Feature Request/Bug Fix: Blender Command Line

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bannerboy
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Joined: Sun Sep 05, 2004 1:18 am

Feature Request/Bug Fix: Blender Command Line

Post by bannerboy » Sat Oct 14, 2006 7:29 pm

I don't know if this would be classified as a bug, a feature request, or just a part of the program that's not well written.

The blender command line is one of those features that not many people use, except for those of us who are trying to write distribued renderers. Anyway, I have recently discovered an interesting glitch in the command line. It executes the flags sequentialy. While many people won't notace this, it has proven to be quite annoying, for example:

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blender -b testfile.blend -a -s 10 -e 20
Will not render frames 10-20 of the .blend file, it will render the entire range that is set in the file. This command on the other hand will:

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blender -b testfile.blend -s 10 -e 20 -a
So far as I can tell, the reason for this is that in the first command, blender renders the animation, and then sets the start and end frames, and then quits the program. In the second command, it loads the file, sets the start and end frames, and then renders. This is because it executes the -b flag first, then the -s then the -e then the -a. If you put the the -b flag after the -s and -e flags, then it will set the start and end frames, and then open the file, which resets them to the frame numbers stored in the file, and then it will render the whole thing like it did in the first command.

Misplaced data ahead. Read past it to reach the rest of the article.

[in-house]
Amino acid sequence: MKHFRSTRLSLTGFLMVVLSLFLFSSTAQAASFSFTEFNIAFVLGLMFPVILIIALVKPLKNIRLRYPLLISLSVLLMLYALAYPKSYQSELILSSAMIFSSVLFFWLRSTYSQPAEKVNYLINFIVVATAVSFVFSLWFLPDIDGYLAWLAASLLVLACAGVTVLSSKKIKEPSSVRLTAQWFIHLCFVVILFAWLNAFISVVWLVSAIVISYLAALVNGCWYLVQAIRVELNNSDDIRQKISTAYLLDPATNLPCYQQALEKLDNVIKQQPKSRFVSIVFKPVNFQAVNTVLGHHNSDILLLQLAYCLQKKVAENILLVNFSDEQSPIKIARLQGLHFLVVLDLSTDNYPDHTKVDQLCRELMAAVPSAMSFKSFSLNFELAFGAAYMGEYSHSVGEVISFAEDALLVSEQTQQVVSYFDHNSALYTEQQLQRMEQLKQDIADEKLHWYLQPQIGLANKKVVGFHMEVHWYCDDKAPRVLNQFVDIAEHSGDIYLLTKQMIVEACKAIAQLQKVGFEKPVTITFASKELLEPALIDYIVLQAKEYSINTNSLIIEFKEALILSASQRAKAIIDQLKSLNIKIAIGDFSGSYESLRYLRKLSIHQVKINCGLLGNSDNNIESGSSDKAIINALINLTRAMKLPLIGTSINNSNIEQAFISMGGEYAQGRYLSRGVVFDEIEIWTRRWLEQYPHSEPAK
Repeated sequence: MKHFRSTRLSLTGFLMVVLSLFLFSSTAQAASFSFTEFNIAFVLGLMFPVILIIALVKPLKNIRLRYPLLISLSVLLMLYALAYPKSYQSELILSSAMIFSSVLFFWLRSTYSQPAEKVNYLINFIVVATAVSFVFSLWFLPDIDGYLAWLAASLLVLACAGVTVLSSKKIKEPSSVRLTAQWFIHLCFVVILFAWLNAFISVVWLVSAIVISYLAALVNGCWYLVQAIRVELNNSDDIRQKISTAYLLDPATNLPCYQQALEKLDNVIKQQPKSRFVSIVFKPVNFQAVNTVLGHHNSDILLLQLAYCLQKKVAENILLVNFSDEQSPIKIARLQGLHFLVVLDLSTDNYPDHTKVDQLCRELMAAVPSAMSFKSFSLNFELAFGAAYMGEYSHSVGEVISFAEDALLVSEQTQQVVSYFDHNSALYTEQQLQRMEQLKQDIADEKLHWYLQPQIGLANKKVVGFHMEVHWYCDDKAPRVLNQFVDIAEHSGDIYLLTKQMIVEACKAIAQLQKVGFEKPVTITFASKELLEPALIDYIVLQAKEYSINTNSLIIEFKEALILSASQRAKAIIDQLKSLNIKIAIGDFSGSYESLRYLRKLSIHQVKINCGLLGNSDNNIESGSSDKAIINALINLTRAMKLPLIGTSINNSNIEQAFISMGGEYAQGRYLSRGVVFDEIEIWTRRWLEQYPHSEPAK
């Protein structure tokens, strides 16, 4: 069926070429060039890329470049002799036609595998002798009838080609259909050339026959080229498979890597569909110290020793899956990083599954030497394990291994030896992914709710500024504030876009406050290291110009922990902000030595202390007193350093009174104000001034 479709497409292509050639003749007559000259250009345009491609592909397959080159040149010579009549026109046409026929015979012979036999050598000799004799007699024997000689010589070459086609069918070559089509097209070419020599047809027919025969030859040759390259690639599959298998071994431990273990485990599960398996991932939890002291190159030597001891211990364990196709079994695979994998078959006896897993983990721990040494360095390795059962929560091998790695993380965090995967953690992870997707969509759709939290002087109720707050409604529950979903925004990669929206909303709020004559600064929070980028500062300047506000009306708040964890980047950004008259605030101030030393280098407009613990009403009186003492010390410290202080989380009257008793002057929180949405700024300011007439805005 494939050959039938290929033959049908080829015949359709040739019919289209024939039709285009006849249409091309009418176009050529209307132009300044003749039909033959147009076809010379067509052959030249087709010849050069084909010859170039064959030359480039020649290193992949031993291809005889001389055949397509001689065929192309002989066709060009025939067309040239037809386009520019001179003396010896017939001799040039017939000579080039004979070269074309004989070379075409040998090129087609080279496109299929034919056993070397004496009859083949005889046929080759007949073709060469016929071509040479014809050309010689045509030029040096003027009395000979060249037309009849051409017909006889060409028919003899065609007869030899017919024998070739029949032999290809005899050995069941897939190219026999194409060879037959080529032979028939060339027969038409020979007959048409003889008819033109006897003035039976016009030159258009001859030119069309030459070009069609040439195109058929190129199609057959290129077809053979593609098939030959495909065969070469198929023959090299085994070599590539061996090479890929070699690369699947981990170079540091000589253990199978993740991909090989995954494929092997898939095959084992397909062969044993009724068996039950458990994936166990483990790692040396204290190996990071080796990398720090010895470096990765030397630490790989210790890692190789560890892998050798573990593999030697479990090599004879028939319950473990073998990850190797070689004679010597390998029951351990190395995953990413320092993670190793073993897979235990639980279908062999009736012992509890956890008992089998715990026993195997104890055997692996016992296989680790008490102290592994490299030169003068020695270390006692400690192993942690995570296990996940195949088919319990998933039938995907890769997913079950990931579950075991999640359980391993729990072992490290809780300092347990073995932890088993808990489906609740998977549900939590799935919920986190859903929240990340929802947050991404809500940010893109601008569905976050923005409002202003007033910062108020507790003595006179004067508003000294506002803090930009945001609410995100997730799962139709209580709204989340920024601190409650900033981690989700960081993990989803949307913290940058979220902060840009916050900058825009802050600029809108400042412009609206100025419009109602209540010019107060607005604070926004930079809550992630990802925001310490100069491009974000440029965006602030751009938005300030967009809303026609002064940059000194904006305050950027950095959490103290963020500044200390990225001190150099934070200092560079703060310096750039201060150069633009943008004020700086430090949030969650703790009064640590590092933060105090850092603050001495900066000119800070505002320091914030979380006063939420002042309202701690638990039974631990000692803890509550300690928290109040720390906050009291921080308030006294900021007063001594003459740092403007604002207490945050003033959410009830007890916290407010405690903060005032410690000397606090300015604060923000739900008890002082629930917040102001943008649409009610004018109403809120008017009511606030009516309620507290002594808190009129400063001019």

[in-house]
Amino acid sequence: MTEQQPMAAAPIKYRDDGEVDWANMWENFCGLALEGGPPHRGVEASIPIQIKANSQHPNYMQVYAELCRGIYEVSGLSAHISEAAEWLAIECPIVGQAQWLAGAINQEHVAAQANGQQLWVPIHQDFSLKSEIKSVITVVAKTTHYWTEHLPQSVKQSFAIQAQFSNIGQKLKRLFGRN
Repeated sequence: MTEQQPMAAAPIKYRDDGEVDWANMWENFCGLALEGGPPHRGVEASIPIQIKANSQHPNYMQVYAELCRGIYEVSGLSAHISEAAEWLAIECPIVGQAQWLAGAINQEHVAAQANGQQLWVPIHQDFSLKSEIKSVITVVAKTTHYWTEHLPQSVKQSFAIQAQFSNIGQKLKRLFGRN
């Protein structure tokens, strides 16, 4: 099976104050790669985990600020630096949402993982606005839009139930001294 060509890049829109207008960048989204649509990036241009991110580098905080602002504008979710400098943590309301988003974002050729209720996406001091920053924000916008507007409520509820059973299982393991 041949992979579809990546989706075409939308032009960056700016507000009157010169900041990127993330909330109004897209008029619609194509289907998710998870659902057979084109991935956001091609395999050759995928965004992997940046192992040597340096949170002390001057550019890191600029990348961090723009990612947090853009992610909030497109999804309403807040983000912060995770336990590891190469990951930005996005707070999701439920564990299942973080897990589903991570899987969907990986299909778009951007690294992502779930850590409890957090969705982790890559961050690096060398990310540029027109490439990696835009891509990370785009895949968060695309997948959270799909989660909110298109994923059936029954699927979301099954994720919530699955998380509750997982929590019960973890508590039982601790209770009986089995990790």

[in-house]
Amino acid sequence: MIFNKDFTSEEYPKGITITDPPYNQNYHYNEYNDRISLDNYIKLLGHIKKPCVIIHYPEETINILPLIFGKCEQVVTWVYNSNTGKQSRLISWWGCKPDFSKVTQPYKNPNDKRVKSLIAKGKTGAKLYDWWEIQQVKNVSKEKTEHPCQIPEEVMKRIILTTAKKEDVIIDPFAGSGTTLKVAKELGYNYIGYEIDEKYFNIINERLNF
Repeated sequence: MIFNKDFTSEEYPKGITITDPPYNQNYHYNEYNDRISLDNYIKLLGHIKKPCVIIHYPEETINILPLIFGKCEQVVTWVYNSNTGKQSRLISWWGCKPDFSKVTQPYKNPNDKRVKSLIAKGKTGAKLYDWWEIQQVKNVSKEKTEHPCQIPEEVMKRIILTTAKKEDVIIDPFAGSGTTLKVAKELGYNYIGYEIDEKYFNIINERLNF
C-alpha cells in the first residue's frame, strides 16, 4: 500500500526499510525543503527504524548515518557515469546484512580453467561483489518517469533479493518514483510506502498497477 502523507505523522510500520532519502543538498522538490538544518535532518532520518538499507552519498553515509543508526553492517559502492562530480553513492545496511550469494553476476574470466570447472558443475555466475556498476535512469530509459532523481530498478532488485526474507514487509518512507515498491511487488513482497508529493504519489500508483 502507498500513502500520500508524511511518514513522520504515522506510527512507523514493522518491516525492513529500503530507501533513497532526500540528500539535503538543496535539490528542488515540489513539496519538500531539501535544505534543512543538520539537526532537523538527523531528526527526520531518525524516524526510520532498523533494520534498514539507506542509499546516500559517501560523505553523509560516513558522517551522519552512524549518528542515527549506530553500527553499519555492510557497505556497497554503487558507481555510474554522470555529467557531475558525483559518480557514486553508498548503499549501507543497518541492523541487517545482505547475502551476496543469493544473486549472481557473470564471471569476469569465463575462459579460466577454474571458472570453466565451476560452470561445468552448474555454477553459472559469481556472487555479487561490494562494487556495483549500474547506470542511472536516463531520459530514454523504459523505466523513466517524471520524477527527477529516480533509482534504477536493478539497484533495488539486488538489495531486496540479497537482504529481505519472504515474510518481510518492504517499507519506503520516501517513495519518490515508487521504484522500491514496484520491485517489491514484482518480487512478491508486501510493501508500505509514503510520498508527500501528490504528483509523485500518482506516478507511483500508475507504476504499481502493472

Now, this little bug can be useful, if you know how to exploit it. For example:

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blender -b testfile.blend -s 10 -e 20 -a -b realfile.blend -f 10
This will render frames 10-20 of testfile.blend, and frame 10 of realfile.blend.

Although it is potentialy useful, if you don't know how things work, it can really screw you up. One of two things needs to happen, either they need to put this in the documentation, and leave it as is. Or something needs to change so that blender parses the entire command line, and then executes it in a specific order, loading files first, changing start/end frames, running python scripts, and then rendering.

If you want to leave the option of rendering multiple files in one command open, the best way to do it would be something like this:

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blender [general options] file1 [specific options] [file2] [specific options]...
and then have the command line options for each file parsed as one chunk, and executed in a specific order.

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